Happy interdependence day!

Here’s to the founders of the United States (before it was called such), those revolutionary people who had the courage to move forward in breaking away from Great Britain, knowing that if they failed, death by hanging awaited.

As someone who teaches one of the more important revolutionary documents, “Common Sense,” I’d like to point out that the author, Thomas Paine, argues that the Colonies should rebel for several different reasons.  For example, he argues that they should break with Great Britain because American products will always have buyers. In other words, that the early Americans need not worry about the English market; everyone else in Europe would happily buy their cotton, tobacco, and lumber.

Paine also argues that monarchies are politically problematic because they are much more warlike than republics.  His rationale (which is not unique to Paine) is that in a republic, the will of the people is necessary to wage war, and this is clearly not so in a monarchy.  If the king or queen wants to go to war, he or she can do so by royal decree and press the public into service or raise a mercenary force.

Similar contemporary pro-democracy arguments are common.  One, called democratic peace theory (DPT), puts forth the argument that democracies tend to not go to war with other democracies, so it behooves democracies to encourage other countries to adopt democracy as their form of government.  Of course, a problem with this plan is that war is often required for such a change to occur.  Also important to point out is that proponents of DPT are willing to accept that democracies tend to go to war as often as other types of countries, just not with other democracies.  Some people (like me) see this as troubling.

Many (if not most) international relations theorists understand war as unsolvable.  They argue that the best we can do is try to minimize war’s effects.  Other theorists argue that people can prevent war by creating strong international organizations like the U.N., or by tethering as many states together as possible through trade — this is an integral part of the pro-globalization argument.

Still other theorists argue that how we understand the international system, that is a system composed of independent nation-states, is outdated.  They say that trade, technology, religion, and so forth have eroded countries’ power.  In other words, transnational corporations are more important (if not more powerful) than governments.  If this is true, it certainly is troubling from the perspective that Paine sets forth regarding war: that republics can only go to war if the will of the people is behind the effort.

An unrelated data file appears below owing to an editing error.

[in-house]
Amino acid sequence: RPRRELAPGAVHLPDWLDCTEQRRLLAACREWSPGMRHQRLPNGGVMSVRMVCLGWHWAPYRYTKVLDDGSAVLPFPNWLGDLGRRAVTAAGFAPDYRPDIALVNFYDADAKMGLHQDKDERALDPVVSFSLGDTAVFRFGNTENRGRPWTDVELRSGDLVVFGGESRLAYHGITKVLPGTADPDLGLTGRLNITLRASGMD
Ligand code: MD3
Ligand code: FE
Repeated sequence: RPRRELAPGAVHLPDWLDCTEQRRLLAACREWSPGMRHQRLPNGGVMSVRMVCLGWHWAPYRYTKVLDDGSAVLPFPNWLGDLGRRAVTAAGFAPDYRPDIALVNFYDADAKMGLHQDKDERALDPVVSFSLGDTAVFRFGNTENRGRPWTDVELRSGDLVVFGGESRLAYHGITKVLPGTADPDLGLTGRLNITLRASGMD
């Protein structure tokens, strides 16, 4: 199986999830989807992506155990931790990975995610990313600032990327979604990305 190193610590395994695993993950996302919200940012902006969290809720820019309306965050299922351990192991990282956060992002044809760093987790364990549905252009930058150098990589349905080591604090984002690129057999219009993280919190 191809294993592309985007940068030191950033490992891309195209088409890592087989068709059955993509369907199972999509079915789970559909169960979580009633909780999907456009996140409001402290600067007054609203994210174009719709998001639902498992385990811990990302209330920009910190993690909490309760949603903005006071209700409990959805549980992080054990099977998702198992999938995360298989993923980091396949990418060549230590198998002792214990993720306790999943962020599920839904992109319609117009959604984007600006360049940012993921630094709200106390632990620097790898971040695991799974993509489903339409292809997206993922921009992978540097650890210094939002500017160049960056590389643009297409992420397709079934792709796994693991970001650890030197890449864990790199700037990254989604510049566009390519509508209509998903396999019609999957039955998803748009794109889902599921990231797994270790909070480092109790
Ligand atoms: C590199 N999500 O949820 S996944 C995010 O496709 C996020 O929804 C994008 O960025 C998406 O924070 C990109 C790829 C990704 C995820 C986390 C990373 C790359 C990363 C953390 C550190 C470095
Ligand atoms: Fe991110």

So, if transnational corporations run the show and the people who run corporations are not elected by the people, then whom do we hold accountable for an unpopular action (like going to war)?

Myself, I tend to see humanity as standing on the precipice — I blame our economic system (which is based on independence) for driving us toward collapse: economic, social, environmental.  The fact is that the vast majority of people are not independent.  On a very basic level, we rely on others for all sorts of things: food, water, energy, medicine …

So, what does any of this have to do with the idea of government?   I view the nation-state model as a large part of the problem.  It is based on artificial boundaries — geographic, linguistic, cultural, social — that perpetuate the immoral and unnatural systems of war, capitalism, and poverty.  For example, as an American, I am supposed to be okay with the idea that a Mexican (or fill in any other nationality) life is worth less than an American life.  This simply is not true.

As we move closer and closer toward collapse, we must acknowledge that independence is a myth, created and perpetuated to keep us apart.  It focuses on our differences when, in fact, we have more in common than not.  I argue that most people want essentially the same things out of life: food, clean water, a job, not to suffer, a family, friends, love…  Yet we are so quick to fall into the rabbit hole of war, and accept the “collateral damage” of an Afghani, Iraqi, or Libyan child’s death.

So, I propose that we (while acknowledging the profound courage and sacrifice of the Founders) take a moment to think of those who aren’t American.  We’re all in this together, and unless we figure out a way to celebrate our interdependence, I fear that the road ahead will be as brief as it is fraught.

2 responses to “Happy interdependence day!”

  1. PB says:

    Wow. This was a lot more provocative than I was expecting this morning as I was browsing sale ads for the holiday like a proper American consumer. I am thinking a few random things. I love how you remind us of why the country wanted independence, some reasons known, others less so. We forget in all our rhetoric how much economics always plays a role in sacred historical events. A fact not as flag waving as FREEDOM. I always think of how Jefferson wrote even then that the documents of the founding as well as the whole premise itself would need to be revisited as the country became, in his words, more civilized. He expected an evolution of the culture although what should change and when and how is obviously the sticky point. The other thing that always pops in my head is that the true political soothsayers are the sci-fi writers, who have written about a world run by transnational corporations (disutopian) for years. Perhaps we can only imagine true change in the safe realm of fantasy.

    This was a thoughtful break from the parade and macaroni salad that will be the rest of my day today. Thank you.

  2. lane says:

    a great thought, thanks scotty….